• Wed
  • Oct 22, 2014
  • Updated: 3:04pm

Marina Cove back in demand as market rebounds

PUBLISHED : Friday, 29 May, 2009, 12:00am
UPDATED : Friday, 29 May, 2009, 12:00am
 

After a quiet year, there is increasing demand for luxury low-rise houses at Marina Cove in Sai Kung.

'There were no transactions during some months last year,' said Mathew Chung kwong-yiu, sales manager at Sunshine Property Consultant.

'But we have had more than 10 transactions on average every month in the past three months.'

A repossessed property, held by HSBC, at Marina Cove was sold within two weeks this month for HK$14.68 million, Mr Chung said.

He added it was rare for a property at Marina Cove, favoured by expatriates and local celebrities, to sell for slightly more than HK$7,000 per sqft.

The 1,907 sqft property, with a garden and a pontoon, was bought by a person who lived in the area, Mr Chung said. Usually, such a development would have cost at least HK$8,000 per sqft. For example, a 2,391 sqft waterfront property, with a garden at Marina Cove, was sold for HK$19.5 million earlier this month.

Mr Chung said prices had been stable last year but there was little demand.

Another 1,907 sqft lake-view house at Marina Cove is available for sale, but it is priced between HK$8,000 and HK$8,500 per sqft.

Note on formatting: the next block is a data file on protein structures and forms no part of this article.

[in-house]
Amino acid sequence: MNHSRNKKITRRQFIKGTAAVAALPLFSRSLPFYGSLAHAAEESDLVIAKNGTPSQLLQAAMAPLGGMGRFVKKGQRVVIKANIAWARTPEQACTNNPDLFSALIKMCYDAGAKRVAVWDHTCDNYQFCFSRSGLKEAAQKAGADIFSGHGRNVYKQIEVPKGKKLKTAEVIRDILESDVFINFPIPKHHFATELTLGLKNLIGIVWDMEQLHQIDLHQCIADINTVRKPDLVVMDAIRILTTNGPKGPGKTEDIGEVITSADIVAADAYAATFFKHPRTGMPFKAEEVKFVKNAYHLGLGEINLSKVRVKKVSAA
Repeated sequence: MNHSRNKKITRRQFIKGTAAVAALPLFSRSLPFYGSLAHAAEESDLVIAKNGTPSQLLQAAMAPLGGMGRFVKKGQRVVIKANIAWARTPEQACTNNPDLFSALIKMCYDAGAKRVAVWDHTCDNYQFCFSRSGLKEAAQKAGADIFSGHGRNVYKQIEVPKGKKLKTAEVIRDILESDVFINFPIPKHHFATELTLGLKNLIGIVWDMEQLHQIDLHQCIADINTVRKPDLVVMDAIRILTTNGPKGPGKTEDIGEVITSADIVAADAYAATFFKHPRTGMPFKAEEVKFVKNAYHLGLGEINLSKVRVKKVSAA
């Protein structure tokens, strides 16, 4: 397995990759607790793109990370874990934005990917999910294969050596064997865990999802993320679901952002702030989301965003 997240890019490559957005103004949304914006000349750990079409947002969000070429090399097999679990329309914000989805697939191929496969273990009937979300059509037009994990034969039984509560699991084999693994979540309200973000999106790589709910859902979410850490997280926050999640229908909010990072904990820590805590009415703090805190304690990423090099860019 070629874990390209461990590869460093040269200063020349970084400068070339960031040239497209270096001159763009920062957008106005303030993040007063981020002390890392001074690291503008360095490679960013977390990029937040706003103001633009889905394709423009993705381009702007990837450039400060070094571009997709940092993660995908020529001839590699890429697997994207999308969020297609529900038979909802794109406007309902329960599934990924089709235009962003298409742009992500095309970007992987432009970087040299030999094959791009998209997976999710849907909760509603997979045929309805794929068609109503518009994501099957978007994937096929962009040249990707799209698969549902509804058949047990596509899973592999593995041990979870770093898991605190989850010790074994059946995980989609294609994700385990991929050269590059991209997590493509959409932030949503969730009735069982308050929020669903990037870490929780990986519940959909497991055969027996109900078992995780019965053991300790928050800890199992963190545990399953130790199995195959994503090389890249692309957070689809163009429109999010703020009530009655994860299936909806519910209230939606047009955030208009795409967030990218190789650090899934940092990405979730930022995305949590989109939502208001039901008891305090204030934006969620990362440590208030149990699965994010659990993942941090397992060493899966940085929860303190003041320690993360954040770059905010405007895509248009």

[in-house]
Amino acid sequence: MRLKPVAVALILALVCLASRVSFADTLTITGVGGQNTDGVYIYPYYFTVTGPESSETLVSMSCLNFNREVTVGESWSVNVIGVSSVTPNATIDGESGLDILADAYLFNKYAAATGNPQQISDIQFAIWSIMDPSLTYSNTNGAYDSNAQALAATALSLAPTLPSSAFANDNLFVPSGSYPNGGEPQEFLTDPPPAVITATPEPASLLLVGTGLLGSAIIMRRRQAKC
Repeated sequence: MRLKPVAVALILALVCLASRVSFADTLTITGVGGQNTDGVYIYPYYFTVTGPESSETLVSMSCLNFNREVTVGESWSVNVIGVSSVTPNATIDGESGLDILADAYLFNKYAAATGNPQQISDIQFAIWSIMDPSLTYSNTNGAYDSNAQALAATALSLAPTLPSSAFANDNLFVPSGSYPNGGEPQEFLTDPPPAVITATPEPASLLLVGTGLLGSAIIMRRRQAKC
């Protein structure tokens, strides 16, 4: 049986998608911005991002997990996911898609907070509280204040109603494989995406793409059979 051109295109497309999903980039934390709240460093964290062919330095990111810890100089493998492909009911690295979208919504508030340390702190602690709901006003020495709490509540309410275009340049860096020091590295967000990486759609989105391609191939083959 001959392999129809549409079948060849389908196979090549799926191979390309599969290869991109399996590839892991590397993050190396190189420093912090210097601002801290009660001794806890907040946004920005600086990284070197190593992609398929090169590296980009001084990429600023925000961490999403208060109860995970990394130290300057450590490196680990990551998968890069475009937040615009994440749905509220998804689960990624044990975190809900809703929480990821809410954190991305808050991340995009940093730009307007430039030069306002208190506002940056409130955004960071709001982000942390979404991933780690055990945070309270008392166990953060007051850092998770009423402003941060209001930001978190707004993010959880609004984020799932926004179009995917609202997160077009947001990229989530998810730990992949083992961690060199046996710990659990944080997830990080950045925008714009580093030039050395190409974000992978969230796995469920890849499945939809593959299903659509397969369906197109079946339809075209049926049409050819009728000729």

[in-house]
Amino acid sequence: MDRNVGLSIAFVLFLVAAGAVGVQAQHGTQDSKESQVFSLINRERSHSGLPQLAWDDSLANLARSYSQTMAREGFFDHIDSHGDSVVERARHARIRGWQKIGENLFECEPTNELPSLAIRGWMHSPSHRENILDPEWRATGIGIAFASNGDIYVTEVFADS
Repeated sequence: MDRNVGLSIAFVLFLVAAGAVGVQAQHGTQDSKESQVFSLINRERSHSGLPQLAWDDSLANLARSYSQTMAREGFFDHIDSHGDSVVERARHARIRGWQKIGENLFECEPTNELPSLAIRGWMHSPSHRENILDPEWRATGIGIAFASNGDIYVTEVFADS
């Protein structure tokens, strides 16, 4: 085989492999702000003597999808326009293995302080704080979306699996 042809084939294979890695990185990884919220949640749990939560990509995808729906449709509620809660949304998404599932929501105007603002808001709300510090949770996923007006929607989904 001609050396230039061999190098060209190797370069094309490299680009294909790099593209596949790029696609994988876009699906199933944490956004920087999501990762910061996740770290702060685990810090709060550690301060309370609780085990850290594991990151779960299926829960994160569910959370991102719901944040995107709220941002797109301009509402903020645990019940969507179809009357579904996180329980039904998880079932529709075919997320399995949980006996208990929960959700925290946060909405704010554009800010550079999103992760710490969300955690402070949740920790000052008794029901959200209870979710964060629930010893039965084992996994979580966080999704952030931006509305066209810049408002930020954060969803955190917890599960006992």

Overall, the drop in property prices in Sai Kung last year ranged from 10 to 20 per cent, although they remained closer to the low side on average.

'The limited supply and low density of properties in Sai Kung have largely insulated prices here from some of the big falls we've seen in other parts of Hong Kong, like Central,' said Samuel Yeung kin-shing, a real estate agent with Canaan Property Agency.

In addition, properties that had suffered from a fall in prices have also started to make a rapid recovery, according to Mr Yeung, who noted that interest from buyers picked up again earlier this year.

He said increased buyer-interest in the market had been helped by banks, that had reinstated normal mortgage financing.

At the height of the financial crisis late last year, banks were only willing to finance 40 per cent of the cost of a village house in Sai Kung, meaning buyers would have to finance the remainder themselves.

The situation, according to Mr Yeung, has now returned to pre-financial crisis levels, with banks willing to finance 70 per cent of the cost. Village houses make up the bulk of Sai Kung's property inventory, and cost about HK$12 million on average.

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